– This article was originally published by Ayushma Maharjan in the Himalayan Times on the August 25, 2019.
Have you ever marveled at the fact that portable telephones – once large and bulky luxury items, that only few affluent elites could afford – is today small, compact devices which is treated as a staple by everyone and can be afforded even by teenagers and people living in remote areas? The history and evolution of mobile phone is important to understand as it gives us an insight on how entrepreneurship and profiteering not only benefit entrepreneurs but also uplift the larger segment of society. Imagine if there were strict regulations that restricted mobile phone manufacturers to make abnormal profits. Would there still be enough incentive for them to invest further in research and innovation of the product? Would the industry still be flooded with a large number of new entrants, which provided hundreds of new jobs? Would society still benefit from the competitive forces of the market? The simplest answer to these questions is ‘No’.
Despite such miraculous achievements in the past, people in general still perceive profit making as immoral. The notion of few entrepreneurs earning abnormal profit and maximizing their wealth is viewed as a crime against consumers and against people who do not have the ability to pay for the products. Proponents of such idea are under the illusion that fair prices for all members in a society can only be achieved if the prices are low. Thus, popular legislations designed to prevent prices from rising, such as imposing price ceiling and fixing profit margins, have gained momentum.
In accordance with the same, Nepal has also adopted policies which restricts entrepreneurs engaged in trading business to take profit exceeding 20%. The legislation is surely drafted with good intention, however its impact on the economy is likely to pose huge repercussions. It is important to comprehend that such restrictive measures work only in the short run. In the long run, this not only will impede economic growth, but also will work against the benefit of the very consumers that it aims to protect.
Firstly, profit margin fixation largely affects the entrepreneurial sphere of an economy. When an individual is denied access to his/her expected level of return from the investment, the sector becomes less lucrative. The existing entrepreneurs will have fewer incentives to innovate and grow. Thus, they start pulling out resources like talent, capital and investment from the industry and seek for opportunities elsewhere to gain better returns. Correspondingly, new entry and investment in the industry will reduce significantly. As a consequence, only large companies with massive economies of scale remain in the market. In the long run, the reduction of trade in the economy, not only distorts competition, but also limits innovation.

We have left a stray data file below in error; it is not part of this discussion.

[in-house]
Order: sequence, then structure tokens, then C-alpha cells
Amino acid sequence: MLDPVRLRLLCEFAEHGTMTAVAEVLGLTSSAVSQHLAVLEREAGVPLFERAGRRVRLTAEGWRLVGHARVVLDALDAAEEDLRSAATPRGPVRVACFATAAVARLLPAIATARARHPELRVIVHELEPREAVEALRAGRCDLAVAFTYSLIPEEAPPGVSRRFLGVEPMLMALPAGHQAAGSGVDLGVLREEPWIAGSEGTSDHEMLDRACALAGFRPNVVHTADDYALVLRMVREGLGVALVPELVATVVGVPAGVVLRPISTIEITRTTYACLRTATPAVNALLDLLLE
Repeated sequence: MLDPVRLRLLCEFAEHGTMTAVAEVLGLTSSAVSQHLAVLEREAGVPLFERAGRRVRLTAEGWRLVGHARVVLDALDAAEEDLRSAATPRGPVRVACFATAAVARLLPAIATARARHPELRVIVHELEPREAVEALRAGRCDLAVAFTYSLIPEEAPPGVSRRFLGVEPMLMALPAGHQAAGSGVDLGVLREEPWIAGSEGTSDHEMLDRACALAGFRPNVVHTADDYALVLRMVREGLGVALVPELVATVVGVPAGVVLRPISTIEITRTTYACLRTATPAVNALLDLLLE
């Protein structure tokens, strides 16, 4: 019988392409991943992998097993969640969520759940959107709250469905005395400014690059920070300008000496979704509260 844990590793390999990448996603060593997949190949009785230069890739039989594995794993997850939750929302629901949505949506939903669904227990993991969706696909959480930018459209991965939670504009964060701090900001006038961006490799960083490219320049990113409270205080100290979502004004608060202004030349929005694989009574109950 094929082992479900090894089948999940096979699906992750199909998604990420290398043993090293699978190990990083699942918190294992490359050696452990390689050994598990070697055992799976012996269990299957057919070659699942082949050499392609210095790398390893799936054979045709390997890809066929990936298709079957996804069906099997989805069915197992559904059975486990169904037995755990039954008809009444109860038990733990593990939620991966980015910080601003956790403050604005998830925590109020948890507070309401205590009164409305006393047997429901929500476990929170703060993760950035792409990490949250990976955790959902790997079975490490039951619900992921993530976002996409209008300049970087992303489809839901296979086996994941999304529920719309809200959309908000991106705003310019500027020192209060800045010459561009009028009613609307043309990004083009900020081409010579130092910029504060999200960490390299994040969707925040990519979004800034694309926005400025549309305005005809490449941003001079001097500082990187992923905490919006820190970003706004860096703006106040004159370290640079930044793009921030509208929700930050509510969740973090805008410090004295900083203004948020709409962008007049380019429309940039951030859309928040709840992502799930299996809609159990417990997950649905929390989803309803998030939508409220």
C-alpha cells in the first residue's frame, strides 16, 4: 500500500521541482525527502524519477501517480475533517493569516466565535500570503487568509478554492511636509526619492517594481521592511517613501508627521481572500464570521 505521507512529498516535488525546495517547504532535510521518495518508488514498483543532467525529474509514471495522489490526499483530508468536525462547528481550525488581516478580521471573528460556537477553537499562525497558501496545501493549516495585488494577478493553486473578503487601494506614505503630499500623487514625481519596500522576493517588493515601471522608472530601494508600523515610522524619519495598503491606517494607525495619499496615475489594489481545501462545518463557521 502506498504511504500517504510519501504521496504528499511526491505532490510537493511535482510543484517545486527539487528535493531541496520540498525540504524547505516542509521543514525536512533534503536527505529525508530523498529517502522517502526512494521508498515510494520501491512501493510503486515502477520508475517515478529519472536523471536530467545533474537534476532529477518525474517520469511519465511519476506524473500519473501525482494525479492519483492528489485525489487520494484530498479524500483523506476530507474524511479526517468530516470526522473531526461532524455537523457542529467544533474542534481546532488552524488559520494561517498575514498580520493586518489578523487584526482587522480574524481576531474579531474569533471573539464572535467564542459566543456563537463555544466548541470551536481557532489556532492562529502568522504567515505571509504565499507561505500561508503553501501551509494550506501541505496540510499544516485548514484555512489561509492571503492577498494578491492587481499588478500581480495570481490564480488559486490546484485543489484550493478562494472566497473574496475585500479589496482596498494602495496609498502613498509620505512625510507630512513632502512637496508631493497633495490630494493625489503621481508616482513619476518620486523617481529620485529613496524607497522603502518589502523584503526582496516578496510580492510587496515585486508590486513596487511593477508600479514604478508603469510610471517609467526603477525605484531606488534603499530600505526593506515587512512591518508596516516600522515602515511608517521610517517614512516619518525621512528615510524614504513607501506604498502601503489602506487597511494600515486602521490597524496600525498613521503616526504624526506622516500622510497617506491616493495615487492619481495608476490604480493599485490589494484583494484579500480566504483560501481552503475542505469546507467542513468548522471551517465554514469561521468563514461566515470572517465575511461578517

Secondly, willing suppliers will not be able to sell the products to the willing buyers at an agreed price. Given that such strict policies distort a well-functioning market, where the demand is high and the supply limited, both buyers and sellers will be reluctant to engage in black markets. It is important to comprehend that when buyers are deprived of accessing goods through formal channels, it does not reduce the consumption of such goods. Instead they consume the goods and services from black markets and are often willing to pay higher price for the same. Consequently, the suppliers will benefit more from creating artificial shortages. The gap between demand and supply of the product acts as an incentive for the people to engage in behaviors that promote black markets, artificial shortages and rationing. On one hand, black markets are already a serious threat to economic growth as they are illegal markets where economic activities are not recorded, and its taxes not paid. On the other hand, in order to sustain, businessmen will choose to engage in other fraudulent practices like tax evasion and under invoicing of products that further harm the economy.
Thirdly, it has an adverse effect on consumer welfare. Reduction in number of operating firms, competition and innovation leads to fewer consumer choices. Additionally, when consumers are forced through lack of choice to use the informal market, they are denied their rights to safety, information, redress and a healthy environment.
The longer-term impact of profit margin fixation elucidates that, such restrictions squander more wealth and do not allow the economy to realize the potential gains from trade. Its wider impact on the consumers and entrepreneurs suggest that controlling price level is more unfair to the society.